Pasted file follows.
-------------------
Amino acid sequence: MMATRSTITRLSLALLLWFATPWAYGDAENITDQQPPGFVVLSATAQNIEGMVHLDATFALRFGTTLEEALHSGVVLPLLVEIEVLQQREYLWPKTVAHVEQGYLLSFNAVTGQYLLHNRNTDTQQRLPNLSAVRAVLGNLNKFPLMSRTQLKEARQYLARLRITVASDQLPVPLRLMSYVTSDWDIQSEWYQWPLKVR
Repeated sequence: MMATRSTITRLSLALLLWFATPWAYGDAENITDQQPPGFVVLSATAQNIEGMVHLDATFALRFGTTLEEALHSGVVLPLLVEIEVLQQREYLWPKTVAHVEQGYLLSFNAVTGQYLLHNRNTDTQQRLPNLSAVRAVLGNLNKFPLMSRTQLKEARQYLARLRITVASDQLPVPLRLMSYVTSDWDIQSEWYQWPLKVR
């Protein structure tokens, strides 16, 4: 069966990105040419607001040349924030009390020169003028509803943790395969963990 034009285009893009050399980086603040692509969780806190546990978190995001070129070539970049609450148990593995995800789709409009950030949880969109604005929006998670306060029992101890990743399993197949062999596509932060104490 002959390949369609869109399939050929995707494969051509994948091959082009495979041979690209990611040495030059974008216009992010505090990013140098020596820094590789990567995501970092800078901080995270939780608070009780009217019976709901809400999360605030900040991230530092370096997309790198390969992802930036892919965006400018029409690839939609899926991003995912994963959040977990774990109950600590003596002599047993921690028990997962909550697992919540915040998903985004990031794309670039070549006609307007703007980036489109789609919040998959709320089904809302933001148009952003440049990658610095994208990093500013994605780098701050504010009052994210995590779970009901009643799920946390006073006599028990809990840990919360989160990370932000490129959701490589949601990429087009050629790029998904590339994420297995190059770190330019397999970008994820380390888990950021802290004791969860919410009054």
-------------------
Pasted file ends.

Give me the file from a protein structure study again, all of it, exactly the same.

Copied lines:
Amino acid sequence: MMATRSTITRLSLALLLWFATPWAYGDAENITDQQPPGFVVLSATAQNIEGMVHLDATFALRFGTTLEEALHSGVVLPLLVEIEVLQQREYLWPKTVAHVEQGYLLSFNAVTGQYLLHNRNTDTQQRLPNLSAVRAVLGNLNKFPLMSRTQLKEARQYLARLRITVASDQLPVPLRLMSYVTSDWDIQSEWYQWPLKVR
Repeated sequence: MMATRSTITRLSLALLLWFATPWAYGDAENITDQQPPGFVVLSATAQNIEGMVHLDATFALRFGTTLEEALHSGVVLPLLVEIEVLQQREYLWPKTVAHVEQGYLLSFNAVTGQYLLHNRNTDTQQRLPNLSAVRAVLGNLNKFPLMSRTQLKEARQYLARLRITVASDQLPVPLRLMSYVTSDWDIQSEWYQWPLKVR
């Protein structure tokens, strides 16, 4: 069966990105040419607001040349924030009390020169003028509803943790395969963990 034009285009893009050399980086603040692509969780806190546990978190995001070129070539970049609450148990593995995800789709409009950030949880969109604005929006998670306060029992101890990743399993197949062999596509932060104490 002959390949369609869109399939050929995707494969051509994948091959082009495979041979690209990611040495030059974008216009992010505090990013140098020596820094590789990567995501970092800078901080995270939780608070009780009217019976709901809400999360605030900040991230530092370096997309790198390969992802930036892919965006400018029409690839939609899926991003995912994963959040977990774990109950600590003596002599047993921690028990997962909550697992919540915040998903985004990031794309670039070549006609307007703007980036489109789609919040998959709320089904809302933001148009952003440049990658610095994208990093500013994605780098701050504010009052994210995590779970009901009643799920946390006073006599028990809990840990919360989160990370932000490129959701490589949601990429087009050629790029998904590339994420297995190059770190330019397999970008994820380390888990950021802290004791969860919410009054």